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Charting Martin Thibodeau’s royal ascent

29-year RBC Royal Bank veteran now heads B.C. operations
Martin Thibodeau started his job as RBC Royal Bank’s regional president for B.C. in early spring | Chung Chow

Martin Thibodeau arrived in Vancouver from Montreal in March to start his stint as the regional president for RBC Royal Bank’s B.C. region along with plenty of luggage and 12 dozen Montreal-style bagels to distribute to his employees.

“They smelled a bit in the plane, but it was a good smell,” Thibodeau said with a laugh while speaking with Business in Vancouver for an exclusive interview in a small boardroom at the bank’s B.C. headquarters.

The bank’s retiring regional president for the B.C. region, Graham MacLachlan, and two other bank executives met Thibodeau at the airport and the foursome embarked on a shuttle run that included stops at six RBC bank branches to meet staff and clients and dole out goodies.

He has a goal to visit 80 of his bank’s 169 B.C. branches by the end of the year and is on track to do that, having visited Prince George, Kelowna, Victoria, Nanaimo and cities across Metro Vancouver.

“I’m a firm believer that our branches are very important to our success, and connecting with the store, our branches – it’s like a restaurant. You need to be in the restaurant meeting clients,” said Thibodeau, who oversees mortgage-lending workers, financial planners and other staff in RBC’s branches, which employ 3,531 of the bank’s 6,840 workers in the province.

The balance of the staff at the province’s largest bank-sector employer work in divisions for which Thibodeau is not responsible, including RBC Dominion Securities, RBC Insurance and RBC Capital Markets.

“When you get to this particular role, it’s less about your career and more about growing others’ careers,” he explained. “It’s like being a general manager of a hockey team. You’re a big enabler of building leaders.”

Thibodeau knows the role well because his previous position was as president of RBC’s Quebec region. The move to B.C. is therefore, in one sense, a lateral move. When it comes to RBC’s retail banking presence, however, the volume of the B.C. region’s business is about twice that of Thibodeau’s home province of Quebec.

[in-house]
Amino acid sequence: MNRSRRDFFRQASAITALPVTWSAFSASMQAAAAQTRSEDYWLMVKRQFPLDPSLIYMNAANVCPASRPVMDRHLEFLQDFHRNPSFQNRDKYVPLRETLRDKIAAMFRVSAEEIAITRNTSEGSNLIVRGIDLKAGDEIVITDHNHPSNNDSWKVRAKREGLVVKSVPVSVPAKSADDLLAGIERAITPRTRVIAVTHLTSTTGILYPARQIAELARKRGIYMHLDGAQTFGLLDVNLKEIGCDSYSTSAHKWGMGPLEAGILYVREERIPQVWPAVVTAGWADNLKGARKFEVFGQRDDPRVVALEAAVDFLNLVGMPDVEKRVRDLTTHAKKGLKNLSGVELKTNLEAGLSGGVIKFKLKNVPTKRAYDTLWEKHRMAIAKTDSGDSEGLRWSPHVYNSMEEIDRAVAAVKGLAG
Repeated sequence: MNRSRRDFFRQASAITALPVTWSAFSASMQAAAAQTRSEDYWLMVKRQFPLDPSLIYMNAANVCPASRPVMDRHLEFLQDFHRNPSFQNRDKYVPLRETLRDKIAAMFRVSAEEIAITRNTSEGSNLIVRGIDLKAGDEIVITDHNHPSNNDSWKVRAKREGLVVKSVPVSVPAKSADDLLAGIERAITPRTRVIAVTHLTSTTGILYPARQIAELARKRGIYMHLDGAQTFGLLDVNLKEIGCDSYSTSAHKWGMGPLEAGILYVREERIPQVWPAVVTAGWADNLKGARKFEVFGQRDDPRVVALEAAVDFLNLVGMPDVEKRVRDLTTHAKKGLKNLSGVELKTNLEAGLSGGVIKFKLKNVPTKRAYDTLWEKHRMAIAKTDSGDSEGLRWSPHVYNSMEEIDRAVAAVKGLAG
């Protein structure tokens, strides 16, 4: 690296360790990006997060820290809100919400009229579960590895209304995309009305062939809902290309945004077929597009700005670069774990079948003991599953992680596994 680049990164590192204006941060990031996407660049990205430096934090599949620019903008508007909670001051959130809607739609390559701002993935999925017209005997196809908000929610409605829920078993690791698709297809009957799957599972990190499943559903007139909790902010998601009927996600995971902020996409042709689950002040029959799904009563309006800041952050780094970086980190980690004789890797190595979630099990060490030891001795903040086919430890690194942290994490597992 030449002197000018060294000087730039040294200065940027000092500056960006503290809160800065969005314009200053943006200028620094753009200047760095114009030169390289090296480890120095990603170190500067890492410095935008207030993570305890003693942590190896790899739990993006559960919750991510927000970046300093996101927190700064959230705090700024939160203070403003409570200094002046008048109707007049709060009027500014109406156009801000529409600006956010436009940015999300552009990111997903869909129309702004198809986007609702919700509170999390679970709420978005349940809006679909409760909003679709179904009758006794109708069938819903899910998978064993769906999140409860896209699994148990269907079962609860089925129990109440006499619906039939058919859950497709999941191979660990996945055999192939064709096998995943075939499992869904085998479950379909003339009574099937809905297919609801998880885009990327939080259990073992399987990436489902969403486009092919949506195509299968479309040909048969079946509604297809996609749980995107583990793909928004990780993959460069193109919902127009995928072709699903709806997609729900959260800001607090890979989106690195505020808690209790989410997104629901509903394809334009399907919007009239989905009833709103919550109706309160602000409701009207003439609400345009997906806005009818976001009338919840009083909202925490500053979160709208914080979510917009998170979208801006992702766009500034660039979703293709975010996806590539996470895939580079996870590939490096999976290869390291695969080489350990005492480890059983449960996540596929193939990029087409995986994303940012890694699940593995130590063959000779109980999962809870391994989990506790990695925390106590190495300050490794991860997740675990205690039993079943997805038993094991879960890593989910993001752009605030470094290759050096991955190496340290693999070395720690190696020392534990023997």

The 51-year-old exudes energy and is as passionate about meeting people as he is about being active in the community.

He has already been accepted as a member of the Business Council of British Columbia’s board of governors, and he expects to be active in organizations such as the United Way, the Greater Vancouver Board of Trade and BC Children’s Hospital. A membership at the Vancouver Club has been approved.

Greater involvement with a specific charity is likely to come after he has been here for about half a year, Thibodeau said, explaining that he is still getting his bearings in his new home city.

He has already identified a local golf club he wants to join, but he declined to divulge its name because he said his membership is pending. He has been active cycling and made trips to ski at Whistler.

Fostering diversity is also one of Thibodeau’s passions. He co-chairs RBC’s national diversity leadership council and has been active in community organizations that champion diversity.

Longtime friend, former client and Dorel Industries principal Jeff Segel recalled Thibodeau going on a Judeo-Christian mission to Israel for non-Jews that the Federation Combined Jewish Appeal organized in 2016.

“He was the glue that binds,” Segel said. “He’s the inspiration. He’s the guy who is up before everyone else and has a gung-ho smile on his face.”